Addressing Homelessness with a New Lens

When people look around the Cambridge/Boston area they see great universities, a thriving economy, innovation and new construction. Yet, surrounded by all of this wealth, we often lose sight of the fact that there are many in our community who are struggling. They are struggling to pay rent, put food on the table and pay their bills. Many are struggling with homelessness.

During the night between Feb. 25 and Feb. 26, 2015, Cambridge counted 464 homeless individuals citywide, most of them around Harvard Square. Single individuals experiencing homelessness made up the majority of persons counted at 73%. Of the 338 individuals counted, 32 were unsheltered and sleeping outside, 206 were in an emergency shelter and 100 were in transitional housing. Of the total count, 27% were families. A total of 50 families or 126 individuals were counted, showing 26 families in emergency shelters (65 individuals) and 24 in transitional housing (61 individuals). Cambridge showed a decrease of 87 individuals, dropping from 551 in 2014 to 464 in 2015. Of those counted, 21% were reported as suffering from serious mental illness. A total of 14% (55 individuals) were reported as being victims of domestic violence.

A significant factor contributing to the decrease in the total count was the low unsheltered count of 32 individuals due to extreme weather conditions. Specifically, the record amount of snowfall in Cambridge in the weeks leading up to the count resulted in large snowbanks and very limited accessibility to areas where people might sleep outdoors (alleys, door wells, spaces under outdoor stairwells, parks, benches, bridges, etc.). The trend in Cambridge is generally that when the unsheltered count is low, the sheltered count is high, but the trend did not continue with the 2015 count. The sheltered count for individuals was slightly lower than last year, which indicates that several unsheltered clients were not able to be found and counted in the census.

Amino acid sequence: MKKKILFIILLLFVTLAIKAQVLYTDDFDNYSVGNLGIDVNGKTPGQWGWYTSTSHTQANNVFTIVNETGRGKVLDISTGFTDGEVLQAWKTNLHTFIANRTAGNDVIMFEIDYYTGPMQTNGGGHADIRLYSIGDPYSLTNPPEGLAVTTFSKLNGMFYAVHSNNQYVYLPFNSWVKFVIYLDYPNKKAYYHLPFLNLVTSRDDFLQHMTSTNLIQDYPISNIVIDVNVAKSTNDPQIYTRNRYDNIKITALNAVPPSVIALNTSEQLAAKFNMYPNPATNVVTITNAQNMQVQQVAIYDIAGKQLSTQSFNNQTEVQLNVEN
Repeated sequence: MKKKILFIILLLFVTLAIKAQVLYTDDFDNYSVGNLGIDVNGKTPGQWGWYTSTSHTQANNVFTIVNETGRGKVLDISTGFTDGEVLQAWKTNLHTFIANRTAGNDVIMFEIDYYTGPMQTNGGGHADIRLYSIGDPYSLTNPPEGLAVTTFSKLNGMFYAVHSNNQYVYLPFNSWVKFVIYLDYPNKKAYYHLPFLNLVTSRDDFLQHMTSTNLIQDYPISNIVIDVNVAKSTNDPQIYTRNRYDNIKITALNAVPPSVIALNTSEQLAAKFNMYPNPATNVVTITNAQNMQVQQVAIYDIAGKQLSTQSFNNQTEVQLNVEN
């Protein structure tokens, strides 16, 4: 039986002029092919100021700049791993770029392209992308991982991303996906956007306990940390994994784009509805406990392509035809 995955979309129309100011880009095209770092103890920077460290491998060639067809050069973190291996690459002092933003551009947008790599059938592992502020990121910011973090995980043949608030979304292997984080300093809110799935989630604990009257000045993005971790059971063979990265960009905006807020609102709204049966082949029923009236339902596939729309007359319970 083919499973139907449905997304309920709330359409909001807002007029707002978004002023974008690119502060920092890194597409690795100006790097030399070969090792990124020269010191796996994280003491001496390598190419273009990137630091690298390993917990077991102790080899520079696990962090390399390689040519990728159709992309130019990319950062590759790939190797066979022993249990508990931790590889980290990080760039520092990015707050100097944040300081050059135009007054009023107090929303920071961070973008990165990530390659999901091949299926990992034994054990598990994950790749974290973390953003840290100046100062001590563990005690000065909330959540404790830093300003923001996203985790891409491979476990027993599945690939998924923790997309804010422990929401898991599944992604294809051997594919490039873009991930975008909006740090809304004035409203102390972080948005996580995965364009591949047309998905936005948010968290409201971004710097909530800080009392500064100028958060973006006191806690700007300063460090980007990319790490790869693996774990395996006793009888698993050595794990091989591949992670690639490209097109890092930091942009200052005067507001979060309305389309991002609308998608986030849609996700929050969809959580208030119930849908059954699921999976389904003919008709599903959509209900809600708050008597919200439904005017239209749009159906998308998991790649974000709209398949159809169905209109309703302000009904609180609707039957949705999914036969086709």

The City of Cambridge, local nonprofits and other community members concerned about homelessness have engaged in a unique process in the past year to generate fresh ideas about how to approach a complex problem. They wanted to create a community process that would help identify local priorities. The City’s Human Services Department partnered with a national organization, the Corporation for Supportive Housing, to facilitate a charrette process specific to homelessness. They gathered a diverse steering committee that met for several months to guide the process. Two community meetings were held last summer in 2015 to hone in on the primary areas of concern, followed by three full days of community sessions on specific topics, including experts from across the country. Over 100 people per day attended the sessions, and they generated a broad range of ideas.

The steering committee is in the process of sharing recommendations with city leaders, and we anticipate that the Human Services and Veterans Committee (of the city council) will sponsor a public hearing on the topic in the near future. These recommendations will become a part of the citywide planning process, known as Envision Cambridge.

The city has also received a new grant from the federal homeless assistance program that will enable us to develop a coordinated access system through local partnerships. This will create the ability for homeless individuals to receive an assessment at designated locations or a visit from a mobile outreach worker. The highest-need individuals will be prioritized for limited housing resources, and information on community resources will also be available. This streamlined approach is a need that was identified at the charrette. The Cambridge Coordinated Access Network will launch in January 2017.

Another initiative spearheaded out of my office is what I’m calling the “Metro Boston Homelessness Summit.” I will be bringing together elected officials and department heads from Cambridge, Boston, Somerville, Everett, Chelsea, Medford and Malden for a series of meetings to talk about how to better provide services for our homeless population on a regional basis. These meetings, which will begin at the end of October, will be the first opportunity for policymakers and department heads from the Metro Boston area to come together to talk as a group. We will look at current services, overlapping services and gaps in services and will then issue a plan about how we can better coordinate services.

My hope and the hope of many is that through these and other initiatives, we can better provide for the homeless in our community. We need to be focused on both short- and long-term goals to ensure that every member of our community has a safe place to call home.






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